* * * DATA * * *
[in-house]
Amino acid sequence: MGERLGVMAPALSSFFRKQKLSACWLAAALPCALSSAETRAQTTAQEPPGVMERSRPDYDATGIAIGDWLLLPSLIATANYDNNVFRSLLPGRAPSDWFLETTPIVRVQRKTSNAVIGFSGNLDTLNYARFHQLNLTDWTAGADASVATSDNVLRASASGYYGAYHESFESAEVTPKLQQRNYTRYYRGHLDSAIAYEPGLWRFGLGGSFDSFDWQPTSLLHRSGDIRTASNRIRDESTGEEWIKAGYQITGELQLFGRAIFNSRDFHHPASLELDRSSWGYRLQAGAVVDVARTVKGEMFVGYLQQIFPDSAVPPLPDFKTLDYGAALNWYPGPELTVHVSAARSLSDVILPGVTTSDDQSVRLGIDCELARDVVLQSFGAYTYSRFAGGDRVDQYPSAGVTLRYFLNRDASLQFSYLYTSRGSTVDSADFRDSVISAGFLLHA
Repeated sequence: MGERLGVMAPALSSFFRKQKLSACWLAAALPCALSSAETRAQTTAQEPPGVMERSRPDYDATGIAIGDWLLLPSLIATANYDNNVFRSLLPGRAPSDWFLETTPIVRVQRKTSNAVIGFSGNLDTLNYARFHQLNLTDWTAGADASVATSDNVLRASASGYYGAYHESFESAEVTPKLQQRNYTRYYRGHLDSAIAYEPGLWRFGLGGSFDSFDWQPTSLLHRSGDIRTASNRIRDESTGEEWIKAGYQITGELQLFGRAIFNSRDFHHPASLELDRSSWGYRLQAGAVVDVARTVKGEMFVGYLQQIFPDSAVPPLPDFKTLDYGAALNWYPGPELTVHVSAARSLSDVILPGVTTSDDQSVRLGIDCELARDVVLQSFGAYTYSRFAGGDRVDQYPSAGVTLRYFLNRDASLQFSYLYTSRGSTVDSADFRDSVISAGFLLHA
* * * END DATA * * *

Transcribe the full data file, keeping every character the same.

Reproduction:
[in-house]
Amino acid sequence: MGERLGVMAPALSSFFRKQKLSACWLAAALPCALSSAETRAQTTAQEPPGVMERSRPDYDATGIAIGDWLLLPSLIATANYDNNVFRSLLPGRAPSDWFLETTPIVRVQRKTSNAVIGFSGNLDTLNYARFHQLNLTDWTAGADASVATSDNVLRASASGYYGAYHESFESAEVTPKLQQRNYTRYYRGHLDSAIAYEPGLWRFGLGGSFDSFDWQPTSLLHRSGDIRTASNRIRDESTGEEWIKAGYQITGELQLFGRAIFNSRDFHHPASLELDRSSWGYRLQAGAVVDVARTVKGEMFVGYLQQIFPDSAVPPLPDFKTLDYGAALNWYPGPELTVHVSAARSLSDVILPGVTTSDDQSVRLGIDCELARDVVLQSFGAYTYSRFAGGDRVDQYPSAGVTLRYFLNRDASLQFSYLYTSRGSTVDSADFRDSVISAGFLLHA
Repeated sequence: MGERLGVMAPALSSFFRKQKLSACWLAAALPCALSSAETRAQTTAQEPPGVMERSRPDYDATGIAIGDWLLLPSLIATANYDNNVFRSLLPGRAPSDWFLETTPIVRVQRKTSNAVIGFSGNLDTLNYARFHQLNLTDWTAGADASVATSDNVLRASASGYYGAYHESFESAEVTPKLQQRNYTRYYRGHLDSAIAYEPGLWRFGLGGSFDSFDWQPTSLLHRSGDIRTASNRIRDESTGEEWIKAGYQITGELQLFGRAIFNSRDFHHPASLELDRSSWGYRLQAGAVVDVARTVKGEMFVGYLQQIFPDSAVPPLPDFKTLDYGAALNWYPGPELTVHVSAARSLSDVILPGVTTSDDQSVRLGIDCELARDVVLQSFGAYTYSRFAGGDRVDQYPSAGVTLRYFLNRDASLQFSYLYTSRGSTVDSADFRDSVISAGFLLHA